Late Wednesday evening, a federal judge in Hawaii put a temporary hold on the implementation of the White House’s revised travel ban. The development was celebrated by the left and championed by the liberal media. “There’s new fallout this evening after President Trump now faces his second defeat on his proposed travel ban. The revised ban blocked just hours before it took effect,” stated anchor David Muir during World News Tonight, Thursday evening.
“That order temporarily barring travelers from six Muslim-majority countries brought to a standstill by a judge in Hawaii,” touted White House correspondent Cecilia Vega, “Just hours before it was supposed to take effect.” She hyped up the judge’s decision as she read from his ruling:
And Judge Derrick Watson did not hold back from the bench, writing: ‘Any reasonable, objective observer would conclude as does the court that the stated secular purpose of the executive order is at the very least, secondary to a religious objective of temporarily suspending the entrance of Muslims.’ And he used the President's own words against him, like this statement from the campaign trail.
Vega then played a clip of Trump at a campaign rally where he declared that he was calling for a Muslim ban. That was followed up with a clip of former New York City mayor Rudy Giuliani saying that Trump wanted him to craft a Muslim ban that could withstand legal muster.
But the constitutionality of Trump’s executive order is not in question, according to Harvard Professor Alan Dershowitz. In the immediate aftermath of the judges hold, Dershowitz argued on CNN that if the Supreme Court wanted to make a decision on Trump’s intent it would be difficult for them:
If it does, it will have to decide that words in an order can be constitutional when issue by Barack Obama but the very same words unconstitutional when issued by Donald Trump. That makes it very, very personal. After all, the selection of these countries, seven of them, was made by Obama, well-motivated not on the basis of a Muslim ban, on the basis of a desire to protect the United States. Then President Trump selects six of those seven countries, the very same counties, but that becomes unconstitutional because of what he said during the campaign.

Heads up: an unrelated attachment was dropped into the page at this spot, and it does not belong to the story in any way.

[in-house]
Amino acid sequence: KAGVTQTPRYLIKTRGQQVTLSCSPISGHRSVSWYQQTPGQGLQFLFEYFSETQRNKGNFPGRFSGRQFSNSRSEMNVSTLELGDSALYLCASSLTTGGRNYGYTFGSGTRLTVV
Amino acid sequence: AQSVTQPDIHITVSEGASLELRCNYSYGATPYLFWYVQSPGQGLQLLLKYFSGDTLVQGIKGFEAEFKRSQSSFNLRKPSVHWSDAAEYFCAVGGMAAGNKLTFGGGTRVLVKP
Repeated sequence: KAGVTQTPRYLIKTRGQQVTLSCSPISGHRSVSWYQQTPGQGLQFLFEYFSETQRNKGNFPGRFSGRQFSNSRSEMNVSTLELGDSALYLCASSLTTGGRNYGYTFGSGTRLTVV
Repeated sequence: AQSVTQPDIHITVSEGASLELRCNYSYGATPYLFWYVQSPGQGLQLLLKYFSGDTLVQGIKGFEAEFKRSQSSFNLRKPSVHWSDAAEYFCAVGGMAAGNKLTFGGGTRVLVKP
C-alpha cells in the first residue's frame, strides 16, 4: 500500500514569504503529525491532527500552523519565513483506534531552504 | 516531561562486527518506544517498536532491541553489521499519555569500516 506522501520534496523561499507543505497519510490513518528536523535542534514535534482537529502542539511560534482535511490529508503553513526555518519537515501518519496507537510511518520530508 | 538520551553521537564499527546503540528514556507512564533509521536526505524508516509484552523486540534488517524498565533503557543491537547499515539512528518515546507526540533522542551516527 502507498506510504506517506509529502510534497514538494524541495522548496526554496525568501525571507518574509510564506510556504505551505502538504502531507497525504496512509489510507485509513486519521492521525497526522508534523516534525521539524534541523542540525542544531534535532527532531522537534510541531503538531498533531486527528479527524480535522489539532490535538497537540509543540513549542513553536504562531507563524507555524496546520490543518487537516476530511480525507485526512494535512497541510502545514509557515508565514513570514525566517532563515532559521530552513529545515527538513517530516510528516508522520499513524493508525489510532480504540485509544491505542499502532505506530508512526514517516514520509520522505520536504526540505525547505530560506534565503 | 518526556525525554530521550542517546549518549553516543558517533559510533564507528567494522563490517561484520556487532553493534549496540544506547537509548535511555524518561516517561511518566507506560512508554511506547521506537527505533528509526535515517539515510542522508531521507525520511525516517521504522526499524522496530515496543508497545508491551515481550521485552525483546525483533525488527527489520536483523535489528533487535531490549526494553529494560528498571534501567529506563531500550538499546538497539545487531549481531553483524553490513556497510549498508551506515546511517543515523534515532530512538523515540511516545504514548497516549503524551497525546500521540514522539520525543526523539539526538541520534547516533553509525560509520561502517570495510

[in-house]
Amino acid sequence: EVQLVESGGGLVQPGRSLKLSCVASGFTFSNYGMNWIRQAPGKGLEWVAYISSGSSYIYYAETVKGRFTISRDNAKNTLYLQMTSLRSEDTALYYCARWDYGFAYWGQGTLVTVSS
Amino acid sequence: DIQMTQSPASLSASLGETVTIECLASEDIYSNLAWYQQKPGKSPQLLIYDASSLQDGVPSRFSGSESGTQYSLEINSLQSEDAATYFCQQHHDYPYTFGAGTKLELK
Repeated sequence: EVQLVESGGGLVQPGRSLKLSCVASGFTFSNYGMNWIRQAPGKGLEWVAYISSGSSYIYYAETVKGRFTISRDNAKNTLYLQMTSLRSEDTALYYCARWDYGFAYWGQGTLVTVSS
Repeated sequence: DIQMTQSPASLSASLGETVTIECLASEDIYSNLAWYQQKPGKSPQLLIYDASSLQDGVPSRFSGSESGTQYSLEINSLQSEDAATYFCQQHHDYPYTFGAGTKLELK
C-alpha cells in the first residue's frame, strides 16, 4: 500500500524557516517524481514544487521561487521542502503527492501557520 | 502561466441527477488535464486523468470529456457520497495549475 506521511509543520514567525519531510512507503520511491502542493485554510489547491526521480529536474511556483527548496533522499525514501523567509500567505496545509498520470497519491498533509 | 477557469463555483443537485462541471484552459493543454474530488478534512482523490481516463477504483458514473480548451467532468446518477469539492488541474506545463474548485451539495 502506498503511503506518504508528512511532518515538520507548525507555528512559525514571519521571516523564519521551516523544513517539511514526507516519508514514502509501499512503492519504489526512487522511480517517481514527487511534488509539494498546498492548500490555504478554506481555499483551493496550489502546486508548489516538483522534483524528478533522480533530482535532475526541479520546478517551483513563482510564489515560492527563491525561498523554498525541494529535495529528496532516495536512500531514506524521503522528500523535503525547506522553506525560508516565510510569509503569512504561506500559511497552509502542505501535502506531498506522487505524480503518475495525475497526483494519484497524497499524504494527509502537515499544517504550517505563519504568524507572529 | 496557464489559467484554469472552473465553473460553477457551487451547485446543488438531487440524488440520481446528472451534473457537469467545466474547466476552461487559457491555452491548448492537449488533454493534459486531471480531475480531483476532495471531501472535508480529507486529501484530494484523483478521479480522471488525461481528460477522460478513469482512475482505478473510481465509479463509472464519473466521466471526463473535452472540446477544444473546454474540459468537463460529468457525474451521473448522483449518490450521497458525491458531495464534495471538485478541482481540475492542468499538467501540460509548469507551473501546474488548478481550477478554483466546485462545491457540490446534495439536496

The question of the constitutionality of the executive order was missing from Vega’s report. There was no mention that the countries selected in the order were observed by the Obama White House for needing additional screening because proper checks are lacking. All of which are very important facts to understanding the entire situation.
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World News Tonight
March 16, 2017
6:39:20 PM Eastern
DAVID MUIR: Also, there’s new fallout this evening after President Trump now faces his second defeat on his proposed travel ban. The revised ban blocked just hours before it took effect. Here's ABC's senior White House correspondent, Cecilia Vega.
[Cuts to video]
CECILIA VEGA: President Trump today, ignoring questions about the fate of his revised travel ban.
UNIDENTIFIED REPORTER: Mr. President what are you going to do next with the immigration executive order?
VEGA: That order temporarily barring travelers from six Muslim-majority countries brought to a standstill by a judge in Hawaii. Just hours before it was supposed to take effect. During a stop in Nashville on Wednesday, the President rallying his supporters with the news.
DONALD TRUMP: Let me give you the bad, the sad news.
VEGA: And Judge Derrick Watson did not hold back from the bench, writing: “Any reasonable, objective observer would conclude as does the court that the stated secular purpose of the executive order is at the very least, secondary to a religious objective of temporarily suspending the entrance of Muslims.” And he used the President's own words against him, like this statement from the campaign trail.
TRUMP: Donald J. Trump is calling for a total and complete shutdown of Muslims entering the United States.
VEGA: This from surrogate Rudy Giuliani:
RUDY GIULIANI: When he first announced, he said Muslim ban. He called me up, he said, “Put a commission together. Show me the right way to do it legally.”
VEGA: The judge also citing this statement from the ban's architect: Steven Miller Saying travel ban 2.0 is no different than the first one.
STEVE MILLER: Fundamentally, you will still have the same basic policy outcome for the country.
VEGA: And in Nashville, President Trump echoing that.
TRUMP: The order he blocked was a watered down version of the first order.
VEGA: And he’s now vowing to keep fighting in court.
TRUMP: We're going to take our case as far as it needs to go, including all the way up to the Supreme Court.
[Cuts back to live]
MUIR: And in a reflection of the reaction he gets at the rallies, Cecilia, the President now saying he may do more of these campaign-style events?
VEGA: David, he says he wants to do them about every two weeks, and perhaps he wants to do them even more because he’s already got another one on the books for Monday in Louisville. Davis, his campaign—his re-election campaign is organizing that one.
MUIR: All right. Monday in Louisville. Cecilia Vega live at the White House, thank you Cecilia.